monument plants proliferate across Colorado
|A field of green gentians,
aka monument plants, catch the early morning sun
north of Coal Bank Pass on Monday. For some inexplicable
reason, the plants, which can grow as old as 80
years, bloom once and then die, are blooming profusely
across the state./Photo by Todd Newcomer.
It’s truly a phenomenon. I tell this to the new
batch of apprentices who have signed on to learn about
herbalism this summer. My boss, flitting around the
Rockies for two weeks, has left me in charge of the
knowledge-hungry girls who are promised a weekly class
in exchange for the hard work they give to the herb
I’ve lived here for nine summers and haven’t
ever seen this before.”
I am referring to the prolific green gentian bloom,
the flush of cream-colored wands rising out of mountain
slopes across Colorado in the tens of thousands. Green
gentian, also known as the monument plant (Latin name:
Frasera speciosa, Frasera for botanist John Fraser
and speciosa meaning showy) is fairly common from 8,000
to 11,000 feet, though most summers you are lucky to
see a handful in bloom. The large, oval-shaped, shiny
green leaves grow all the way up the flower stalk,
with clusters of white and green flowers poking out.
The plant towers over mountain meadows, growing to
a height of 5 to 6 feet.
We were supposed to be doing something useful that
Wednesday night in the time slotted for herb class,
like gathering much-needed plants for the shop while
the short-lived summer was so generous. But all I could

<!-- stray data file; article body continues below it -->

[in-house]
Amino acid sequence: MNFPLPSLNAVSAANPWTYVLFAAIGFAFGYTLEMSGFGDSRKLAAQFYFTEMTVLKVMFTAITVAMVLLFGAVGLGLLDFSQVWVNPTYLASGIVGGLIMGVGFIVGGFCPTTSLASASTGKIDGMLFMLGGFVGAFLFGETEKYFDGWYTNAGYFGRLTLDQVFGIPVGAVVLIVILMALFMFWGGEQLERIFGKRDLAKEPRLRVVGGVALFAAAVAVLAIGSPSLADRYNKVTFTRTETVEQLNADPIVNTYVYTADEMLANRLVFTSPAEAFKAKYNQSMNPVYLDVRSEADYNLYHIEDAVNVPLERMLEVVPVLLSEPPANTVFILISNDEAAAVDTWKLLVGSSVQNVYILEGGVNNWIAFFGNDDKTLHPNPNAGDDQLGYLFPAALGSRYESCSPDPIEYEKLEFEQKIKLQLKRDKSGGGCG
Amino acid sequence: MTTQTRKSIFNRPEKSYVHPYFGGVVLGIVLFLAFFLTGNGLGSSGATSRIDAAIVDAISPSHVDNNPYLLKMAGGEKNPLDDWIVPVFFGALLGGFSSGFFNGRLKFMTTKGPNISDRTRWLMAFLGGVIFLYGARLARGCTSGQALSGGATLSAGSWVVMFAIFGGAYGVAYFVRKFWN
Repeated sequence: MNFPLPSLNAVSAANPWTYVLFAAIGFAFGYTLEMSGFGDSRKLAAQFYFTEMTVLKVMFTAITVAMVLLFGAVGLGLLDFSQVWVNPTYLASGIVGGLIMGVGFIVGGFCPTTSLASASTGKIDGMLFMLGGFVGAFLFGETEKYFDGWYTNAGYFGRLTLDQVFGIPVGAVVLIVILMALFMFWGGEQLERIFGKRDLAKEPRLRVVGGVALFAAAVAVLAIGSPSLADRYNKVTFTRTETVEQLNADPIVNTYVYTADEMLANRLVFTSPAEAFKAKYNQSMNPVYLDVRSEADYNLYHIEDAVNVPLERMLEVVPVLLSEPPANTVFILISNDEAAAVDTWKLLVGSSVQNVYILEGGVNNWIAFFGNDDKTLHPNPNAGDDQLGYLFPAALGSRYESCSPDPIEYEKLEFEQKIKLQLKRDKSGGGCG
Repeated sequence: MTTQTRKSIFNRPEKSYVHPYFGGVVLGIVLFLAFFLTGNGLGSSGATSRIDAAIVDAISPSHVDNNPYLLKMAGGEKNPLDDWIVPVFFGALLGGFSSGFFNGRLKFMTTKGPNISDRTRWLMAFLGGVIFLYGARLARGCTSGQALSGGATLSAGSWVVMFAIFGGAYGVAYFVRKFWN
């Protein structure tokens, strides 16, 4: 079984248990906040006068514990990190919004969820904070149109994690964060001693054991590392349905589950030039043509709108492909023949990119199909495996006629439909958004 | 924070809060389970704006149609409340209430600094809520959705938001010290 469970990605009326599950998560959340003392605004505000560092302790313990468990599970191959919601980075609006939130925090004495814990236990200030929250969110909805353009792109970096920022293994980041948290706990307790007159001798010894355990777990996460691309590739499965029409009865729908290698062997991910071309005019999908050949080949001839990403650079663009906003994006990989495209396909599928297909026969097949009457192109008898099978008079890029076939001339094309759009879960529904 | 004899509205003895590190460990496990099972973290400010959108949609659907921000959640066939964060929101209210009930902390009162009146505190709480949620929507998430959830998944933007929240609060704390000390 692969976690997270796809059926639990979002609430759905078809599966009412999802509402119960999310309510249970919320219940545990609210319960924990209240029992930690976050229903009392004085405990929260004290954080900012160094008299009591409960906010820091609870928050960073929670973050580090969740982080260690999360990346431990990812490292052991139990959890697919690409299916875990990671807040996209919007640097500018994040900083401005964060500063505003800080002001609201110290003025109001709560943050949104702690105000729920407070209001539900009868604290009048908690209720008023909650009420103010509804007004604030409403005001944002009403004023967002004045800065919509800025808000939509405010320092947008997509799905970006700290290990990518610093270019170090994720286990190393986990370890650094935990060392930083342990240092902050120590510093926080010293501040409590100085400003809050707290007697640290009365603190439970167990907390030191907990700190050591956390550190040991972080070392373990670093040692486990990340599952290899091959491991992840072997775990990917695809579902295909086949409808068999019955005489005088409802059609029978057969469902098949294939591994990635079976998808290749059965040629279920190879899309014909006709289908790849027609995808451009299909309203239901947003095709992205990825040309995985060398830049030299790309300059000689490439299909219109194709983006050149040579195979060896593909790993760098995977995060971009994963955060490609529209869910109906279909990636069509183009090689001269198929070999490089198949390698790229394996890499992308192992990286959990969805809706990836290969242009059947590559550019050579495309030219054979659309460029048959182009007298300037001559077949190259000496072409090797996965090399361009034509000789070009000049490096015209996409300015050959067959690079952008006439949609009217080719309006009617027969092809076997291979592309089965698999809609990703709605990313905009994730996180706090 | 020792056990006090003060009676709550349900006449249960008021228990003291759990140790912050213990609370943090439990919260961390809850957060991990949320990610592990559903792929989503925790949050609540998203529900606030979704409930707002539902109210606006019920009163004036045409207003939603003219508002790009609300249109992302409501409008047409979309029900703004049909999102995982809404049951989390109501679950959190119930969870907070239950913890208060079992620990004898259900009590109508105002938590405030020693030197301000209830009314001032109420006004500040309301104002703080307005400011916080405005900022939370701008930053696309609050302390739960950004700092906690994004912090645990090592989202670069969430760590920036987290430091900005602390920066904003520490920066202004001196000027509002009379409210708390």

think about was getting back to Coal Bank Pass, over
which I had sped July 4 en route to Silverton, eyes
bugged, where the green gentian rose from the hillside
like giant luminarias. There were hundreds of them.
No one knows why they have these banner years, where
instead of three blooming across a couple acres, there
are 300 blooming,” I told the apprentices as
we drove up Highway 550, east-facing slopes just beginning
to hurl their shadows across the road. “The green
gentians are monocarpic, meaning they bloom once and
then die.” I pause, taking quick inventory of
interest levels, and seeing that the apprentices are
with me, I give them this: “The average age of
a flowering plant seems to be about 35-40 years, though
at high altitudes they may wait until they are 75-80
years old to bloom. And then they die.”
We discuss the strategies of such an extreme life.
Spending decades building up strength and energy in
the roots allows for the one-time flowering to be spectacular,
the green gentian literally giving its flower everything
it’s got. And flowering, of course, is the biological
purpose of a plant; ensuring that the parent genes,
through seeds, will endure another generation.
There’s some!” I call out, pointing to
the swaths of meadow laid out like a doormat at the
feet of aspen stands south of Purgatory. Our first
green gentian sighting buoys us for the rest of what
seems like a long drive for the end of a full workday.
As we rise in elevation, the cool air blows in the
truck windows and settles around my neck and bare shoulders,
the first respite from the mid-90 degree heat of town.